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Jackie Schuld Art Therapy Blog

I Don’t Like the Most Popular Phrase for Autism

Continuous Line Illustration by Jackie Schuld

The most common phrase associated with autism is, “If you’ve met one person with autism, you’ve met one person with autism.”

I get it. It alludes to the fact that autism presents differently for all of us, depending on numerous factors like personal interests, personality, gender, upbringing, intelligence, environment, and more.

I agree with this. But here’s where it goes awry: it misleads people to think that autism is a garbled mess that cannot be understood. It can also lead people to think there are no similarities between autistics.

As an autistic and a therapist who specializes in late-identified autism, I can tell you that simply isn’t the truth.

There are common aspects of autism - it’s why a name even exists for us. How could we diagnose or label someone as autistic if there weren’t defining categories?

So here’s my argument. Autism has defining categories. Autism impacts the sensory system, body, emotions, thinking, passions, and socializing. This is true across the board (you can see my essay on How I Conceptualize Autism to learn more). Where we see variability is in HOW autism impacts each of these categories.

For example, every autistic experiences sensory system characteristics. For some, this looks like an increased sensitivity to bright lights. For others, it shows up more in their food preferences, like what textures they prefer to eat.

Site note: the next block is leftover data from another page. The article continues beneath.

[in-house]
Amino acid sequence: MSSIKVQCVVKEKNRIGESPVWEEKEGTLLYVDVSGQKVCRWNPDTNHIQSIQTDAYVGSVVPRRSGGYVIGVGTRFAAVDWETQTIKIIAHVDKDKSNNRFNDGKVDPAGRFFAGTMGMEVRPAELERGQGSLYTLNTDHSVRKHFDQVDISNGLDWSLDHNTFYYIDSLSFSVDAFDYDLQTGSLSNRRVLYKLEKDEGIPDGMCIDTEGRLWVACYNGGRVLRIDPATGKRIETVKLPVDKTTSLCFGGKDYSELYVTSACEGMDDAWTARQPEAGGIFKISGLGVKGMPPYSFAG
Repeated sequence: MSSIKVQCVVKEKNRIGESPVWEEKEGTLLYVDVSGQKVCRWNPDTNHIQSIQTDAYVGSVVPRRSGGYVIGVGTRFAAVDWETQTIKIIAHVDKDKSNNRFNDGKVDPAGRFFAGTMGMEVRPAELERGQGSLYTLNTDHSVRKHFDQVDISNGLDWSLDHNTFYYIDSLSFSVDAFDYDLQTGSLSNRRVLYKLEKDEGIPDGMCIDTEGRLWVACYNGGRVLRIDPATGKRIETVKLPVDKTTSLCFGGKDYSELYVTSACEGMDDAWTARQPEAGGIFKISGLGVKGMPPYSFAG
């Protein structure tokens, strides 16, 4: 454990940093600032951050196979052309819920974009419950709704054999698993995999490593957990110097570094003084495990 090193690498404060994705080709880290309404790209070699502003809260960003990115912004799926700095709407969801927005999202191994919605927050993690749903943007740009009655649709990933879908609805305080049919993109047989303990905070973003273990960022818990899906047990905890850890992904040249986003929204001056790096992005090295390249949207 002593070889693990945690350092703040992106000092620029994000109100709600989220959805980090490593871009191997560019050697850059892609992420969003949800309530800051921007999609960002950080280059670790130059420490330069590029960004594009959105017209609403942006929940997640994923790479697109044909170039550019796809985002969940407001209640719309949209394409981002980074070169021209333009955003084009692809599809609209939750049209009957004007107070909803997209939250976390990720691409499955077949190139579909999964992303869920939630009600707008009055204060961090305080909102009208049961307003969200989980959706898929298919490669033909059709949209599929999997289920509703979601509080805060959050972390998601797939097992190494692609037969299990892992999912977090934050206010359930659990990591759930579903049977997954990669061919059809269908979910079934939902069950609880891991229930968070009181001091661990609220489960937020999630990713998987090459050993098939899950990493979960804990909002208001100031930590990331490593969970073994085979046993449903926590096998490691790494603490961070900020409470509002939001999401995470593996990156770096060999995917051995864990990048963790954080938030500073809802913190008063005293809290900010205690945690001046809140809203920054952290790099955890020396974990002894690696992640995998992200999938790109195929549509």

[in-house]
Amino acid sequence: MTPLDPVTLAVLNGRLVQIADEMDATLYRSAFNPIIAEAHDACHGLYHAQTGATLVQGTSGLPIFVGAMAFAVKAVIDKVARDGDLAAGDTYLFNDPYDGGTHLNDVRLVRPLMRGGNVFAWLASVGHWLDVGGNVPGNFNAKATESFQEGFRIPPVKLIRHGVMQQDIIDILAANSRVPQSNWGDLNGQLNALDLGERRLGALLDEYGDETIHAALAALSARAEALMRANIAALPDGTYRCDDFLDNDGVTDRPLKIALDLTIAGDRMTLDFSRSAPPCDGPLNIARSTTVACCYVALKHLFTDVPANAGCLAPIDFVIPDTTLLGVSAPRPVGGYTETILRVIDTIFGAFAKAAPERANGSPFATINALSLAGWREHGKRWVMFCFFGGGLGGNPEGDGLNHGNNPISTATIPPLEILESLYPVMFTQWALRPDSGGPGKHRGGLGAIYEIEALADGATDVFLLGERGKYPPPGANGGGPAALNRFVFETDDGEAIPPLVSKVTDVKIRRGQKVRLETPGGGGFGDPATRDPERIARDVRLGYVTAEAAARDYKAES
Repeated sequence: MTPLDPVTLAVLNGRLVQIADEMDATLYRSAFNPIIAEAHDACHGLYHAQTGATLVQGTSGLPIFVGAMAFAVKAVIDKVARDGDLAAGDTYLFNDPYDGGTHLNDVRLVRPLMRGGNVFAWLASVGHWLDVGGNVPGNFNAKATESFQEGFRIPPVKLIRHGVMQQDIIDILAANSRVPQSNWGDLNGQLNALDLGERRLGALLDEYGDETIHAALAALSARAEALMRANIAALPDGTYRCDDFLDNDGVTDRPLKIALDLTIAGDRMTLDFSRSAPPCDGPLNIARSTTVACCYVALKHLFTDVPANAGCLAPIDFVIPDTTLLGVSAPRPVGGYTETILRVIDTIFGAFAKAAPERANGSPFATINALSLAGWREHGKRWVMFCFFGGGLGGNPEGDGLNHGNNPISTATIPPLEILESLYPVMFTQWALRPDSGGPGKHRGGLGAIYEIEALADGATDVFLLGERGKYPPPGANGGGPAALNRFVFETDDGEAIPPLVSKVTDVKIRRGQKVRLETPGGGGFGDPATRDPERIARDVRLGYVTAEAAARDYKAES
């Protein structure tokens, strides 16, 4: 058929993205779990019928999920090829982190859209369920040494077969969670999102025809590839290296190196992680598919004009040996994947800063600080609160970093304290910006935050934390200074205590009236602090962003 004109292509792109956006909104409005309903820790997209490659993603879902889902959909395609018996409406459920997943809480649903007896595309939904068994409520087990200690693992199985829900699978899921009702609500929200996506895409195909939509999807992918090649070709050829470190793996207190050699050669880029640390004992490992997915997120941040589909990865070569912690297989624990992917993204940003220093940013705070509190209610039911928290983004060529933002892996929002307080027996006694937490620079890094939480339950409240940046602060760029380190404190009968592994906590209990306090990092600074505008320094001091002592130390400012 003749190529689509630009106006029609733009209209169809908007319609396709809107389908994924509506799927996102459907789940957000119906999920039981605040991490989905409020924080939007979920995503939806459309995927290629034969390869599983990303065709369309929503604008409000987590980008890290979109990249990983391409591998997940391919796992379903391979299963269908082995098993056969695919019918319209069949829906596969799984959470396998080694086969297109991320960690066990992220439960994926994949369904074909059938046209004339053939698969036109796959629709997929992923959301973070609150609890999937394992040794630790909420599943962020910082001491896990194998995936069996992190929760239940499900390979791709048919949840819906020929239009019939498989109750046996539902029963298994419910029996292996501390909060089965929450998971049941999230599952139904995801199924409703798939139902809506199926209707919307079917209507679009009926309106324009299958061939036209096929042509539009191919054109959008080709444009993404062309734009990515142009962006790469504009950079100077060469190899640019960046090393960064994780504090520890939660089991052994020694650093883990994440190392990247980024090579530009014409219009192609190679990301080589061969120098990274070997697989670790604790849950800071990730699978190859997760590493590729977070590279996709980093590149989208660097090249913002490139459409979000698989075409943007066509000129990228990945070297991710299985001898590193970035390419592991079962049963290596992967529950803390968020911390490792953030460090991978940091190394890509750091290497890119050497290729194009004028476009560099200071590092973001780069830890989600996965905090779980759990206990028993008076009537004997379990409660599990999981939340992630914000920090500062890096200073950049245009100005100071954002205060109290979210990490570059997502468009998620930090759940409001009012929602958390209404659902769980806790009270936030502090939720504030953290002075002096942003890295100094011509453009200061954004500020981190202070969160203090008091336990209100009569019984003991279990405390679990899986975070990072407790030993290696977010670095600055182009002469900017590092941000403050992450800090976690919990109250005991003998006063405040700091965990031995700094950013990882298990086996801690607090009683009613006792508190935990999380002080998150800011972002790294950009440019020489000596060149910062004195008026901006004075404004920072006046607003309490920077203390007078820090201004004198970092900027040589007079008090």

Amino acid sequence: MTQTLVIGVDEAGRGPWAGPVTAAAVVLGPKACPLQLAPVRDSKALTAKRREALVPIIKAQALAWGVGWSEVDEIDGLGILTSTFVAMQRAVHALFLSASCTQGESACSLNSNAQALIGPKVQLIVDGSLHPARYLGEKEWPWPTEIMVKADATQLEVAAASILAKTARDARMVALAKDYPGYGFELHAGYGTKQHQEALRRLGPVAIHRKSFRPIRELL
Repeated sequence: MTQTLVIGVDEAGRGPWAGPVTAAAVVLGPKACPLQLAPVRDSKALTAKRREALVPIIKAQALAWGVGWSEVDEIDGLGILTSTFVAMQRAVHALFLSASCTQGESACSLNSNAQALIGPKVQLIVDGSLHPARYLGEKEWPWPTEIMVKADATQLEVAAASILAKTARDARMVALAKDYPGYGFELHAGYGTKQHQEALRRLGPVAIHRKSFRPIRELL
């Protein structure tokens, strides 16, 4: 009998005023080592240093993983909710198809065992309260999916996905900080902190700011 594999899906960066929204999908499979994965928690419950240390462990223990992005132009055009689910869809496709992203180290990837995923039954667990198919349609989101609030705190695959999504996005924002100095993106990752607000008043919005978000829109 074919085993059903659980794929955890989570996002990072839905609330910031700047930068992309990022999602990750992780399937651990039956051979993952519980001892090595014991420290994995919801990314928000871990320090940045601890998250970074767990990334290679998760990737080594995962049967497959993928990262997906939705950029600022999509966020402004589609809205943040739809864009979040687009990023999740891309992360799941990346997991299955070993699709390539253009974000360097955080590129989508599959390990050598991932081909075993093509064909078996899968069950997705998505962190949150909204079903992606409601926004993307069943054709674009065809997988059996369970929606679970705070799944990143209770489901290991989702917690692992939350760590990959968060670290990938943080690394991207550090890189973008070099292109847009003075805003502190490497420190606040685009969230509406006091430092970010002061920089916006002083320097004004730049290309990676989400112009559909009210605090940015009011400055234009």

Another example is that some autistics are incredibly adept at socializing, but internally question and monitor every aspect of their socializing. In contrast, there are some autistics that struggle with appropriate social behavior and don’t think deeper about it.

Furthermore, I also don’t like the phrase because I often experience a resonance with my fellow late-identified autistics. Through a conversation, I can sometimes sense someone is autistic without them even telling me. It’s hard to put my finger on, but it’s like our way of being and communicating automatically connects.

Does this mean I’m going to go out and rally against the phrase “If you’ve met one person with autism, you’ve met one person with autism?” No. I’m all for people using what is helpful to them. I don’t think it is actively harming anyone, just potentially a little misleading. So I will simply choose not to use it.


Thank you for reading. If you’d like to read more, sign up for my FUNletter. If you would like to explore your autistic identity with an autistic therapist, you can learn more about my therapy services here.


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